Hierarchies and status play in Commedia dell’Arte
Sex fiaskon och in stol (sex/six failures and a char)
Micke’s Commedia dell’Arte lecture

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The Mask from animal to human

When we use the word mask here we talk about two things – the mask tools itself and the characters and roles of Commedia dell’Arte. The later goes also for the characters that don’t wear a mask since they move and behave after the same rules as the other masks, so that they can exist in the same world.

The mask was first developed by hunters in order to come closer to their prey. They started to dress in animal skins and to imitate the animals they were hunting. These imitations demanded more and more skills as they got ritualized as it became part of the hunting culture. It started as preparations for the hunt and turned in to formalized dances and rites. They impersonated the animals they were going to kill and also acted out the actual killing by the hunter.

Eventually the masks and the animal imitations took place in other rites, such as harvest, passage and fertility rites. These rites developed also masks of spirits, demons, gods, devils, even heroes and other humans. But the masks were never used to personify the role or character it impersonated as an individual. In the same way as it, from the beginning, only represented the animal that was hunted is the mask always a representative for something larger then itself. The mask has always the function of being the image of the actual variety it is impersonating, like a profession, an age group and so on, or even a specific individual, but then it is a god, a king or a hero who in turn though his variety position is a representing something more than himself.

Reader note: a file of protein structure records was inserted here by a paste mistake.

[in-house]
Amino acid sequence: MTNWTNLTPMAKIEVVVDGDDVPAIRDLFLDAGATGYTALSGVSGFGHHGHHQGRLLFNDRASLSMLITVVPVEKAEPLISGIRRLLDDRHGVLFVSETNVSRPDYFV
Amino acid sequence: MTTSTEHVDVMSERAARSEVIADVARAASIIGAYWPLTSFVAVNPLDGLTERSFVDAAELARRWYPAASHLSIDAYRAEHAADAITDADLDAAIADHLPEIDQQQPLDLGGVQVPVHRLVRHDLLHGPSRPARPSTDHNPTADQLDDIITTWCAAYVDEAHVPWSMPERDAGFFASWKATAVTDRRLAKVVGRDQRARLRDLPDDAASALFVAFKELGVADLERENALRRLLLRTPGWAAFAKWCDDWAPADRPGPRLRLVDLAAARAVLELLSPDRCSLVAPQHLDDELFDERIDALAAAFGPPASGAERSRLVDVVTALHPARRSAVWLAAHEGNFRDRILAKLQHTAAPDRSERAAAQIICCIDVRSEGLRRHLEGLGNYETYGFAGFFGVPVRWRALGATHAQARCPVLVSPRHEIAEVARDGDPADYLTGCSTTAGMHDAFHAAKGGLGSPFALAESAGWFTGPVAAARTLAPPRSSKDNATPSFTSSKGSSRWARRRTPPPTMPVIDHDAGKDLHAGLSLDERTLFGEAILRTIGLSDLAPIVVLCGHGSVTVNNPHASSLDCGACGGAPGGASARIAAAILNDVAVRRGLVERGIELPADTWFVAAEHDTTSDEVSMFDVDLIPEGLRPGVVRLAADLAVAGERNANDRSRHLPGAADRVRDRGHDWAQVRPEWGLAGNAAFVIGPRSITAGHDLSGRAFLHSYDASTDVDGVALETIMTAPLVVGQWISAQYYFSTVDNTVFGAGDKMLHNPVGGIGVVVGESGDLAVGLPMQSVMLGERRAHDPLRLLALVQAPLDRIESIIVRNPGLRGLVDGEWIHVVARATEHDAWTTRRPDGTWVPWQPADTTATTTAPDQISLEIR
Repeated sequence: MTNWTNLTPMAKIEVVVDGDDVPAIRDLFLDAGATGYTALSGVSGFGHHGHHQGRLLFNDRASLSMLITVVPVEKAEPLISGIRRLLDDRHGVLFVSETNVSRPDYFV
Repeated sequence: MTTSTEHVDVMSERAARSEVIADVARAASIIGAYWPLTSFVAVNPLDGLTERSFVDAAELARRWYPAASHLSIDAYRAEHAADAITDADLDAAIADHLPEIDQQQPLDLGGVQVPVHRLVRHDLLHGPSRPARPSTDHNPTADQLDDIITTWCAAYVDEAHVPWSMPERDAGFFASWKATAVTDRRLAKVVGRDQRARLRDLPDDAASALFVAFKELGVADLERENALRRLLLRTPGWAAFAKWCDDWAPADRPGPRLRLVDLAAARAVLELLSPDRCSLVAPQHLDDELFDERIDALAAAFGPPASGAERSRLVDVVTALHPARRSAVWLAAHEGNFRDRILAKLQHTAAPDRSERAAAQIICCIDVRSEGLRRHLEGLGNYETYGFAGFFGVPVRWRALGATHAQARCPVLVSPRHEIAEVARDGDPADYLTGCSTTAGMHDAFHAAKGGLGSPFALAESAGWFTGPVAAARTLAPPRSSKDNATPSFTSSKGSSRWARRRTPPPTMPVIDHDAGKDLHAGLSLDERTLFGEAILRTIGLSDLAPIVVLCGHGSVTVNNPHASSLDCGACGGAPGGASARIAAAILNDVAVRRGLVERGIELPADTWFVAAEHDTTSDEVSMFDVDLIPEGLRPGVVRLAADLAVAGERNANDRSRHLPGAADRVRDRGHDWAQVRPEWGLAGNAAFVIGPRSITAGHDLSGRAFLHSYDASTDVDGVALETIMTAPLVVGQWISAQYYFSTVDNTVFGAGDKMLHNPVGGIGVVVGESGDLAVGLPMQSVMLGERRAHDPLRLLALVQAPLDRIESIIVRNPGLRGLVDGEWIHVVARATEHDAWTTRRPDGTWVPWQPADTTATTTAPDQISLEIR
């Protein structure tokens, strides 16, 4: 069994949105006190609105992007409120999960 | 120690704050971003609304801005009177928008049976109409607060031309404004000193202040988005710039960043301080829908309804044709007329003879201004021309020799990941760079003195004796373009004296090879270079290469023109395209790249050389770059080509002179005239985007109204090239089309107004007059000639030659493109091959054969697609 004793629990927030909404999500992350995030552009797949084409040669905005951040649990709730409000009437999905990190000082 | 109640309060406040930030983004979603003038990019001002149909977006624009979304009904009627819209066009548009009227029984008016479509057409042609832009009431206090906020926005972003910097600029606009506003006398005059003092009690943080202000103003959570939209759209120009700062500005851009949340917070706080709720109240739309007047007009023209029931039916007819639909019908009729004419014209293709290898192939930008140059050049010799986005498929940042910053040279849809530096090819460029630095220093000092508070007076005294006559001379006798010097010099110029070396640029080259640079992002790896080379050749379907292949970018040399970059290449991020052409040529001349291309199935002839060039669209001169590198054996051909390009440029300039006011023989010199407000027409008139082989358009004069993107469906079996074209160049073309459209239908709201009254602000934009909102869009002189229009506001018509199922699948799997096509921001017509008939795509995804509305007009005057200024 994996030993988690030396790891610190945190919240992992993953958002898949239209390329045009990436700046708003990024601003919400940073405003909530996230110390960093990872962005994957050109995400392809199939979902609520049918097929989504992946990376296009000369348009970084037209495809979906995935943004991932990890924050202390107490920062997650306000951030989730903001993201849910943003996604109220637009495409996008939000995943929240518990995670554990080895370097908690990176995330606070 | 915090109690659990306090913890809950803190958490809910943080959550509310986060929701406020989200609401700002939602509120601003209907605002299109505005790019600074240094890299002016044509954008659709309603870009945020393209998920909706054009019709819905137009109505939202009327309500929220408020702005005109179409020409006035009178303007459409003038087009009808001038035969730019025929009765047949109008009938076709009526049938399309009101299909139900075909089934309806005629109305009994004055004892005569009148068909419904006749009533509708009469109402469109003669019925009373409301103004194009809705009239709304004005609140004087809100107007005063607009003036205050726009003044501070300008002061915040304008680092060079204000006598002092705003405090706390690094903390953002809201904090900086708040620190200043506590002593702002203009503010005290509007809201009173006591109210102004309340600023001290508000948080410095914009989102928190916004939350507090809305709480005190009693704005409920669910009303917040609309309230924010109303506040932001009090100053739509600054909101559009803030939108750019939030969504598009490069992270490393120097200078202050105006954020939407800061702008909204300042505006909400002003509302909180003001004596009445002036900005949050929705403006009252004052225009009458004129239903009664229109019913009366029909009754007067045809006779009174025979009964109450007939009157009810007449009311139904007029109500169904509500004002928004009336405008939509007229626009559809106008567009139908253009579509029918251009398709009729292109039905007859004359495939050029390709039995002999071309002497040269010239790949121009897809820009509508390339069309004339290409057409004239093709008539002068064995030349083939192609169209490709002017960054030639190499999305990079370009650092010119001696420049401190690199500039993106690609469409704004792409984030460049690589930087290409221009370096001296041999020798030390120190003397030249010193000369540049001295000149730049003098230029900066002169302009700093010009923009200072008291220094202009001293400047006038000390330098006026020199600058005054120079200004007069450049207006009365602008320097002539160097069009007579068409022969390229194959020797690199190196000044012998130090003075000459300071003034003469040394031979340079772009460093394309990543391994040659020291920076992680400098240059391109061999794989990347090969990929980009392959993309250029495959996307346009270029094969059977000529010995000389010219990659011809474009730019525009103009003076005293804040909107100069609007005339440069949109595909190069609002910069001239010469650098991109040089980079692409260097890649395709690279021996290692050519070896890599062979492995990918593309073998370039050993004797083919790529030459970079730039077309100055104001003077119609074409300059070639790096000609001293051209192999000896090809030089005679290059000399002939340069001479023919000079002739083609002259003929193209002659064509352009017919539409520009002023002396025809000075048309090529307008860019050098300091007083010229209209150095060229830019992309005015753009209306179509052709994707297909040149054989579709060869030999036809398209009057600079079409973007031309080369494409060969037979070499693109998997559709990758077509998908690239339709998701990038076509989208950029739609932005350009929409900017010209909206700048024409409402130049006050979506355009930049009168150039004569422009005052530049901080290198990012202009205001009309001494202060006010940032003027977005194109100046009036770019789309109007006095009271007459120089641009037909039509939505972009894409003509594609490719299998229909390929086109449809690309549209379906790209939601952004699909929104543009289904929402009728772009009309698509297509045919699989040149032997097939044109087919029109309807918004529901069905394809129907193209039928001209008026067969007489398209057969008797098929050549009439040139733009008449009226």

As the animal imitations become more human when they took place in other rites the content also developed to have more of a plot with an explicit action line. For that reason the character of the masks developed to get more personal characteristics.
Now something interesting starts to happen. This doesn’t make the mask loose its universal qualities, but remains a representative of a variety. Instead the relationship becomes mutual. Characters are created from the masks, like Santa Claus (at least the Swedish version), the Yule Goat, Batman or the Clown for instance.

All masks in all cultures have their origins in the animal world. We can still see, even today in different carnival traditions, everything from pure animal masks to demons, witches, Commedia dell’Arte masks or modern examples like mock Trump masks and Guy Fawkes masks.

See also:
Western bias of the mask
Stage strategies (Part 1)
Workshop in physical theatre

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The church censoring Commedia dell’Arte ( 1 of 2)